W. swimming wins no events at H-Y-P meet

CAMBRIDGE, Mass. — Sporting tie-dyed shirts made especially for the occasion, the women’s swimming and diving team spent the weekend trading cheers with Harvard and Princeton during the annual H-Y-P meet. But all the sideline spirit was not enough to overcome the top two teams in the league.

Yale (7-4 2-4 Ivy) fell to No. 23 Harvard (10-0, 7-0) and Princeton (5-2, 5-1), 252-67 and 231-88, respectively. It was an expected result, with the unrested Bulldogs racing against the perennial league powerhouses. No Bulldog swimmer won an event over the two-day meet.

This season’s 200-yard medley relay team of Moira McCloskey ’07, Marilee Kiernan ’09, Meg Gill ’07 and Alexis Mann ’09 has been hard to beat all season. But the Crimson and Tigers were up to the task, leaving Yale’s A relay team in third, more than three seconds off first-place Harvard’s time. McCloskey, arguably the strongest Yale swimmer, fell in the 100-yard backstroke to Harvard’s Lindsay Hart, last year’s ninth-place finisher at the Ivy Championships. McCloskey’s near miss was matched by Kiernan’s third-place finish in the 100-yard breaststroke.

The Elis would not break the top three again on Saturday. In three events, no Eli placed in the top nine.

But one lackluster result is slightly deceptive. Though the Bulldogs were held to no higher than tenth place in the 1000-yard freestyle, four of the six Yale swimmers in the event swam an extra 650 yards so they could have entry times for the 1650-yard freestyle for the Ivy Championships. While the extra 650 yards were only recorded for exhibition purposes, the slower pacing required led to higher 1000-yard times.

Sunday brought a new start, but not drastically different results.

Lindsay Hart would beguile McCloskey yet again in the backstroke, this time at the 200-yard distance, wresting away a win in the event McCloskey won at the Ivy Championships last year. McCloskey’s time of 2:00.91 was fast enough to beat the NCAA B qualifying time, but Harvard head coach Stephanie Morawski said last year’s NCAA championships had a final cut time of 1:59.40. She said both McCloskey and Hart’s last chance to make that time — Hart turned in a time of 2:00.02 — will be the Ivy Championships in three weeks.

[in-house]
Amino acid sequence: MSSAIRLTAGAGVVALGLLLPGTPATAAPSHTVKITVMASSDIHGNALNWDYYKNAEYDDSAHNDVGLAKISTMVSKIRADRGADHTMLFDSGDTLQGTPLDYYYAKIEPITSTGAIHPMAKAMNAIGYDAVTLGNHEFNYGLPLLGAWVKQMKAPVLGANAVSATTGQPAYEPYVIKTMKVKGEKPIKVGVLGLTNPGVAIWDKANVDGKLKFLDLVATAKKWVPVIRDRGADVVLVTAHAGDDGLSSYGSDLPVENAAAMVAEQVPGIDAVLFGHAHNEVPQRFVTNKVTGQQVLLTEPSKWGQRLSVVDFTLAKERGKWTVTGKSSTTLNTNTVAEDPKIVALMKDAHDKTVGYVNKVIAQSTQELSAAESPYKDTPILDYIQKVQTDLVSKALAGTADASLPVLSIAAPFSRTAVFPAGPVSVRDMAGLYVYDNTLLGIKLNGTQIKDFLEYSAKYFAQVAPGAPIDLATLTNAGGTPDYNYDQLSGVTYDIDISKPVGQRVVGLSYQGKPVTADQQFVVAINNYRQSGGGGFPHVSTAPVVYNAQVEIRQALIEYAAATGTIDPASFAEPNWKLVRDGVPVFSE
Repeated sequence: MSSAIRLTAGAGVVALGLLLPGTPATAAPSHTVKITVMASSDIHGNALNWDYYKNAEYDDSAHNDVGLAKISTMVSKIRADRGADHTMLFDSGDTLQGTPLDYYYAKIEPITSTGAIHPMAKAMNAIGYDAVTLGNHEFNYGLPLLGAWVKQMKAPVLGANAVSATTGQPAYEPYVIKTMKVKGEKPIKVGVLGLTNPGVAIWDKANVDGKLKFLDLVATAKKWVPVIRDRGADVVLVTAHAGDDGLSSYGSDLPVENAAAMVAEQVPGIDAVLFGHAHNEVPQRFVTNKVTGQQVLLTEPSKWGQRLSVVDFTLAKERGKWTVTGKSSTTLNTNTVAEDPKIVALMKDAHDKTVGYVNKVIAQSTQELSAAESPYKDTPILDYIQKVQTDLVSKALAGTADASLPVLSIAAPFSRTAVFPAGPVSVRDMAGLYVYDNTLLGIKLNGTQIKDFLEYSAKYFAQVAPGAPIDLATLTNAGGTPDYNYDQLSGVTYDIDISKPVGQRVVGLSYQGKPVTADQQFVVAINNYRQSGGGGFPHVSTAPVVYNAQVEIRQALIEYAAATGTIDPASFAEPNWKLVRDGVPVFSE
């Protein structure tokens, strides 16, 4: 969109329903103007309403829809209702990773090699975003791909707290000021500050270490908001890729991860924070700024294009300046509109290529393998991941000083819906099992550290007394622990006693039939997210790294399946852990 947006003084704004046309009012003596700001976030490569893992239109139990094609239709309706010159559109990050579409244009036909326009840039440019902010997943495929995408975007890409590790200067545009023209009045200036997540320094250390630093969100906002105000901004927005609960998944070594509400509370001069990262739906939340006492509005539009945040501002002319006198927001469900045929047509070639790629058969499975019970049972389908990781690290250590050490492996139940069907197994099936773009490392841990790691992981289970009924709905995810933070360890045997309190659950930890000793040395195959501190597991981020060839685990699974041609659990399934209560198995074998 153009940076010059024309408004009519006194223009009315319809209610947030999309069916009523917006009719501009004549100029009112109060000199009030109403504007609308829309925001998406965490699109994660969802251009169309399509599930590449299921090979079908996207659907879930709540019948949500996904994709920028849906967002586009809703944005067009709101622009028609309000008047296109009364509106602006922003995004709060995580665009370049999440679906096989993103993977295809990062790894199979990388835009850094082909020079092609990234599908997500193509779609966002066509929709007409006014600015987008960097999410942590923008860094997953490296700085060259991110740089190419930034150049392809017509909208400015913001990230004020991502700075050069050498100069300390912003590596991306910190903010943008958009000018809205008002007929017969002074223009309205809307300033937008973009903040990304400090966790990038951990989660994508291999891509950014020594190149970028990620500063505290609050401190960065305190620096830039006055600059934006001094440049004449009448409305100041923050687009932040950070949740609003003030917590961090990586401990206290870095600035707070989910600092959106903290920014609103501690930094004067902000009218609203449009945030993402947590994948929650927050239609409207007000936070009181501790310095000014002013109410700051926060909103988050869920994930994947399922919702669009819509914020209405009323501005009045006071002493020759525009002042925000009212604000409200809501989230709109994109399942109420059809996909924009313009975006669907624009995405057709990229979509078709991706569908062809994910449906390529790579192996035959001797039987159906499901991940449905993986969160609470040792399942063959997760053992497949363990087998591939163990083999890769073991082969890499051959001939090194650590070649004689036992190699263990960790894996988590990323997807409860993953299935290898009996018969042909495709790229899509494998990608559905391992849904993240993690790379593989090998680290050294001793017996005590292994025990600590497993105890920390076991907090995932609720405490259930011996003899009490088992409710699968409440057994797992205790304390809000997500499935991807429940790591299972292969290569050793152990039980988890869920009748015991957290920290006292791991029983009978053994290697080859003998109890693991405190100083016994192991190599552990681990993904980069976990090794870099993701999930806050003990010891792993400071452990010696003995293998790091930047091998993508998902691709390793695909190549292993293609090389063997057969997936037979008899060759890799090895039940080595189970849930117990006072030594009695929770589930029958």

Yet again, Yale swimmers across a wide spectrum of events failed to reach into the upper echelons. Mann and Gill came in sixth and seventh in the 100-yard freestyle to open the day, and the pair of Liz Berger ’07 and Gill posted the same result in the 100-yard butterfly. Kiernan and Kirsten Cartoski ’07 did little better in the 200-yard breaststroke, taking fifth and sixth, respectively.

Distance success eluded Yale again in the 500-yard freestyle, where no Eli placed higher than tenth. In crowded 3-meter diving field that featured nine Tigers, Ali Jones ’08 led the Yale divers but could do no better than eighth.

Jones is a Staff Reporter for the Yale Daily News.

The 200-yard individual medley saw McCloskey in the lead during the backstroke leg and close to the front throughout, but fall to two Princeton swimmers and Hart once again to take fourth overall. The competition ended with a sixth-place Yale finish in the 400-yard freestyle relay.

Even with such a vast margin of victory for Yale’s rivals, team members said they are undeterred by the results. They said the team had treated H-Y-P as a typical dual meet rather than competition on par with championships.

“I think the team’s on the right track,” McCloskey said. “This is always a good experience to get a highly exciting atmosphere and see how fast you can go.”

Whether or not the Bulldogs’ strategy of focusing on championships will pay off remains to be seen, but it certainly colors the Elis’ thinking.

“We’ve been on a steady progression of dropping times and building up to Ivies,” Kiernan said.

Yale will race against Brown at home this weekend, a meet swimmers said would be difficult but possibly less so than in previous years. They said the team is usually still recovering mentally from H-Y-P before the Brown meet, but this year there is less to recover from since the focus is so heavily on championships.

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